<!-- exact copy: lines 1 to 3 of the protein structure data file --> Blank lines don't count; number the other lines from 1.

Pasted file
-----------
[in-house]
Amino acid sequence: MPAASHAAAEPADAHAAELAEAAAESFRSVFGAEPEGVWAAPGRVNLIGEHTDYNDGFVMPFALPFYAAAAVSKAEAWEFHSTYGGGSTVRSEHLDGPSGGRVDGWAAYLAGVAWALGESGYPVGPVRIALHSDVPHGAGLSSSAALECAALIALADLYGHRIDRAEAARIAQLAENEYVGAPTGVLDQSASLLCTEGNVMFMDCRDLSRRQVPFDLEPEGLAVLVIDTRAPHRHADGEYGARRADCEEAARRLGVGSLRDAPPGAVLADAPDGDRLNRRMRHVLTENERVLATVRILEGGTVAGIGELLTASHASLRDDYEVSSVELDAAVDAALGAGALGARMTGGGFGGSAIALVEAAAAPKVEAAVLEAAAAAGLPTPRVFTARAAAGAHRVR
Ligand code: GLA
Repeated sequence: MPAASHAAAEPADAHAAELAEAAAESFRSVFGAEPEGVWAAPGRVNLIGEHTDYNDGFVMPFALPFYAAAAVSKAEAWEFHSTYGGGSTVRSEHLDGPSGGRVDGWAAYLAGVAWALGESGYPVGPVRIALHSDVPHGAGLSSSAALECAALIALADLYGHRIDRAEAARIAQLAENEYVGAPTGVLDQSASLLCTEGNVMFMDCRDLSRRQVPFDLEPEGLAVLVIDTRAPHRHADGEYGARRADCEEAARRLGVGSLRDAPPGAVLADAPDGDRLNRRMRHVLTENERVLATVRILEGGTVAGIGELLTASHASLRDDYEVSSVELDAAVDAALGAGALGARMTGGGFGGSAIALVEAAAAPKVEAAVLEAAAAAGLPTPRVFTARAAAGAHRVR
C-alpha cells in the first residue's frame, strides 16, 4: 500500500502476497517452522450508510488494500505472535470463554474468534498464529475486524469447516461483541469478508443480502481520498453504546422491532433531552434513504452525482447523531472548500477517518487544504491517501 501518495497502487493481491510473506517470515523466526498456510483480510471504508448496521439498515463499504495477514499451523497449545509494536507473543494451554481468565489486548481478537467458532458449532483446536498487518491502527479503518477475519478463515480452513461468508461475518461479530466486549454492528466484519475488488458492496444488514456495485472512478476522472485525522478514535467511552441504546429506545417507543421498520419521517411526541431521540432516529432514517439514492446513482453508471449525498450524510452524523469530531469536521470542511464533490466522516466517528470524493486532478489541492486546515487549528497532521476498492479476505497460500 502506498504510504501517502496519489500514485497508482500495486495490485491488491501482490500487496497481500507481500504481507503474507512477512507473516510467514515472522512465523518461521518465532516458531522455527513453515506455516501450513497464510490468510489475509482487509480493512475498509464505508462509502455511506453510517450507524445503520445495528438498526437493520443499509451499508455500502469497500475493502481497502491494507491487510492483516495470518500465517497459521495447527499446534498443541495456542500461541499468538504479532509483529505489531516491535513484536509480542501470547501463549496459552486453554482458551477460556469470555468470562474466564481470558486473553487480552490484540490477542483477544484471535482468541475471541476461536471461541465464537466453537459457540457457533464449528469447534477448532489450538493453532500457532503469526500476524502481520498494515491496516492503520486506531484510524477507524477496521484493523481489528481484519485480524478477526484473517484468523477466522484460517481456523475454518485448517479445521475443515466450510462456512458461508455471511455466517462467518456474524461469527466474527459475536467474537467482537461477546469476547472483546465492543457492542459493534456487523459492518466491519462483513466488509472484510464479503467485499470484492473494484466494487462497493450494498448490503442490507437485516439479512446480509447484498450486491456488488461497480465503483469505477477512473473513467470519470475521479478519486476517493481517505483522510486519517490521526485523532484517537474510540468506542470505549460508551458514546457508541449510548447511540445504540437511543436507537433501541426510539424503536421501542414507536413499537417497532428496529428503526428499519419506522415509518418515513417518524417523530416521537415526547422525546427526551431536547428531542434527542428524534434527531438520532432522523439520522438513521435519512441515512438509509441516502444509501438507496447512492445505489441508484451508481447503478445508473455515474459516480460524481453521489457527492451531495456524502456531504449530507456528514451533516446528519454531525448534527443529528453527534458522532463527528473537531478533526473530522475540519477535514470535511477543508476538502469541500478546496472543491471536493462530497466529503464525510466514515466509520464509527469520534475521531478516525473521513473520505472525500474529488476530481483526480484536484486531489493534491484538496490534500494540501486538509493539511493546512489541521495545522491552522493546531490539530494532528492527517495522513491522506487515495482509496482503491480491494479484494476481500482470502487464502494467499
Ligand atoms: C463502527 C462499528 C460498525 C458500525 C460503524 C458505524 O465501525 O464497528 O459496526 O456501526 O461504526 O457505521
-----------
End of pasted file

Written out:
[in-house]
Amino acid sequence: MPAASHAAAEPADAHAAELAEAAAESFRSVFGAEPEGVWAAPGRVNLIGEHTDYNDGFVMPFALPFYAAAAVSKAEAWEFHSTYGGGSTVRSEHLDGPSGGRVDGWAAYLAGVAWALGESGYPVGPVRIALHSDVPHGAGLSSSAALECAALIALADLYGHRIDRAEAARIAQLAENEYVGAPTGVLDQSASLLCTEGNVMFMDCRDLSRRQVPFDLEPEGLAVLVIDTRAPHRHADGEYGARRADCEEAARRLGVGSLRDAPPGAVLADAPDGDRLNRRMRHVLTENERVLATVRILEGGTVAGIGELLTASHASLRDDYEVSSVELDAAVDAALGAGALGARMTGGGFGGSAIALVEAAAAPKVEAAVLEAAAAAGLPTPRVFTARAAAGAHRVR
Ligand code: GLA